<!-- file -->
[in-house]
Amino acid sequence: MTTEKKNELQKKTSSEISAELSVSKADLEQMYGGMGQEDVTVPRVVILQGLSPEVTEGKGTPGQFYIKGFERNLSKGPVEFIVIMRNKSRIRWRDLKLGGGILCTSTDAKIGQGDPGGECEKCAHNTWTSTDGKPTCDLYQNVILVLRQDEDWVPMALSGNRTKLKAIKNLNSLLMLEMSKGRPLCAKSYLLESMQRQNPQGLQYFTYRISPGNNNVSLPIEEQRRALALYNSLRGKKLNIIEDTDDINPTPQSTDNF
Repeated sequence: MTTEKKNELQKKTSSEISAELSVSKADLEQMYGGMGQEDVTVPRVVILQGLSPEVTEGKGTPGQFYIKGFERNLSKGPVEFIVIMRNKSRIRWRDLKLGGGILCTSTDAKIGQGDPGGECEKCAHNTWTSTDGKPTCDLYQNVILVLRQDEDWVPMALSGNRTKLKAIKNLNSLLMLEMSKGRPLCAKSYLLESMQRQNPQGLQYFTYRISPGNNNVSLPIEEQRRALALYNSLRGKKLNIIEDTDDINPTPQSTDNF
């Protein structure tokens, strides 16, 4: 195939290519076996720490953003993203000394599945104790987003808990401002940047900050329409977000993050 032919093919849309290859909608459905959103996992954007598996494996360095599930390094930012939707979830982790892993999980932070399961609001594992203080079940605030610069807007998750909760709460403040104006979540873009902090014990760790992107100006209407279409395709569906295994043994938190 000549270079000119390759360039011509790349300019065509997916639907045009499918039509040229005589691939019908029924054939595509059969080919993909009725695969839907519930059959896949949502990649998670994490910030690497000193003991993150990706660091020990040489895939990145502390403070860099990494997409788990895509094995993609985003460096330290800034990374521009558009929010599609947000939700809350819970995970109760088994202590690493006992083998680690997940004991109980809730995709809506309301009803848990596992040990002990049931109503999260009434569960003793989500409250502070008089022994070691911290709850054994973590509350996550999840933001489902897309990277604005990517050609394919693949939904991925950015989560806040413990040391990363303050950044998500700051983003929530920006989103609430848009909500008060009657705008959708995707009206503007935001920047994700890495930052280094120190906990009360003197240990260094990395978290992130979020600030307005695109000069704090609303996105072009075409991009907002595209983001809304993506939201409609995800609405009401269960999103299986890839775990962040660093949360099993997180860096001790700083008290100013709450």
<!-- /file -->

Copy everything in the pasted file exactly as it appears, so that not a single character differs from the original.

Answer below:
[in-house]
Amino acid sequence: MTTEKKNELQKKTSSEISAELSVSKADLEQMYGGMGQEDVTVPRVVILQGLSPEVTEGKGTPGQFYIKGFERNLSKGPVEFIVIMRNKSRIRWRDLKLGGGILCTSTDAKIGQGDPGGECEKCAHNTWTSTDGKPTCDLYQNVILVLRQDEDWVPMALSGNRTKLKAIKNLNSLLMLEMSKGRPLCAKSYLLESMQRQNPQGLQYFTYRISPGNNNVSLPIEEQRRALALYNSLRGKKLNIIEDTDDINPTPQSTDNF
Repeated sequence: MTTEKKNELQKKTSSEISAELSVSKADLEQMYGGMGQEDVTVPRVVILQGLSPEVTEGKGTPGQFYIKGFERNLSKGPVEFIVIMRNKSRIRWRDLKLGGGILCTSTDAKIGQGDPGGECEKCAHNTWTSTDGKPTCDLYQNVILVLRQDEDWVPMALSGNRTKLKAIKNLNSLLMLEMSKGRPLCAKSYLLESMQRQNPQGLQYFTYRISPGNNNVSLPIEEQRRALALYNSLRGKKLNIIEDTDDINPTPQSTDNF
């Protein structure tokens, strides 16, 4: 195939290519076996720490953003993203000394599945104790987003808990401002940047900050329409977000993050 032919093919849309290859909608459905959103996992954007598996494996360095599930390094930012939707979830982790892993999980932070399961609001594992203080079940605030610069807007998750909760709460403040104006979540873009902090014990760790992107100006209407279409395709569906295994043994938190 000549270079000119390759360039011509790349300019065509997916639907045009499918039509040229005589691939019908029924054939595509059969080919993909009725695969839907519930059959896949949502990649998670994490910030690497000193003991993150990706660091020990040489895939990145502390403070860099990494997409788990895509094995993609985003460096330290800034990374521009558009929010599609947000939700809350819970995970109760088994202590690493006992083998680690997940004991109980809730995709809506309301009803848990596992040990002990049931109503999260009434569960003793989500409250502070008089022994070691911290709850054994973590509350996550999840933001489902897309990277604005990517050609394919693949939904991925950015989560806040413990040391990363303050950044998500700051983003929530920006989103609430848009909500008060009657705008959708995707009206503007935001920047994700890495930052280094120190906990009360003197240990260094990395978290992130979020600030307005695109000069704090609303996105072009075409991009907002595209983001809304993506939201409609995800609405009401269960999103299986890839775990962040660093949360099993997180860096001790700083008290100013709450």